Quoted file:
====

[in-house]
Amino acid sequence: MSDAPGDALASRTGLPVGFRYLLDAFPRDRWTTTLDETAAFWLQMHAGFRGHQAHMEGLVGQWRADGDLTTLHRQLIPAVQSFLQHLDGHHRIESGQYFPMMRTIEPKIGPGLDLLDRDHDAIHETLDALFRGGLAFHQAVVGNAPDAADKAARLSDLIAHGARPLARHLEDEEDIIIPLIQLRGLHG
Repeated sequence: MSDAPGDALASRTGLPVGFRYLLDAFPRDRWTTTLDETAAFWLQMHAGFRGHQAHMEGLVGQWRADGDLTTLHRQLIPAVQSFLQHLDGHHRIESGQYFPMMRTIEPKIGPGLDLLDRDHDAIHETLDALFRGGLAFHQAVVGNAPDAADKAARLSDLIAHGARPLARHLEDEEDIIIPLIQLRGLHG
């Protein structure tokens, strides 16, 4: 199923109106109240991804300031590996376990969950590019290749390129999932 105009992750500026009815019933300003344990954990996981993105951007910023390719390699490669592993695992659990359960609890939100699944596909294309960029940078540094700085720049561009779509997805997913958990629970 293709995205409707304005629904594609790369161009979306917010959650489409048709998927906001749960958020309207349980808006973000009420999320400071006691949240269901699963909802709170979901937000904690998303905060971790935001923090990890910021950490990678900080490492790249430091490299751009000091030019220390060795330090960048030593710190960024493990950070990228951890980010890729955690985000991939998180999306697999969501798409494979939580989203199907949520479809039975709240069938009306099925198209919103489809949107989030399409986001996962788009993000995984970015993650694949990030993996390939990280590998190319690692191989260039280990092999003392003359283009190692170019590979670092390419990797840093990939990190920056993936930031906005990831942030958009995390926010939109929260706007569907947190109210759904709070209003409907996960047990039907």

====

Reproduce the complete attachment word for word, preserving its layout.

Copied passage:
[in-house]
Amino acid sequence: MSDAPGDALASRTGLPVGFRYLLDAFPRDRWTTTLDETAAFWLQMHAGFRGHQAHMEGLVGQWRADGDLTTLHRQLIPAVQSFLQHLDGHHRIESGQYFPMMRTIEPKIGPGLDLLDRDHDAIHETLDALFRGGLAFHQAVVGNAPDAADKAARLSDLIAHGARPLARHLEDEEDIIIPLIQLRGLHG
Repeated sequence: MSDAPGDALASRTGLPVGFRYLLDAFPRDRWTTTLDETAAFWLQMHAGFRGHQAHMEGLVGQWRADGDLTTLHRQLIPAVQSFLQHLDGHHRIESGQYFPMMRTIEPKIGPGLDLLDRDHDAIHETLDALFRGGLAFHQAVVGNAPDAADKAARLSDLIAHGARPLARHLEDEEDIIIPLIQLRGLHG
């Protein structure tokens, strides 16, 4: 199923109106109240991804300031590996376990969950590019290749390129999932 105009992750500026009815019933300003344990954990996981993105951007910023390719390699490669592993695992659990359960609890939100699944596909294309960029940078540094700085720049561009779509997805997913958990629970 293709995205409707304005629904594609790369161009979306917010959650489409048709998927906001749960958020309207349980808006973000009420999320400071006691949240269901699963909802709170979901937000904690998303905060971790935001923090990890910021950490990678900080490492790249430091490299751009000091030019220390060795330090960048030593710190960024493990950070990228951890980010890729955690985000991939998180999306697999969501798409494979939580989203199907949520479809039975709240069938009306099925198209919103489809949107989030399409986001996962788009993000995984970015993650694949990030993996390939990280590998190319690692191989260039280990092999003392003359283009190692170019590979670092390419990797840093990939990190920056993936930031906005990831942030958009995390926010939109929260706007569907947190109210759904709070209003409907996960047990039907």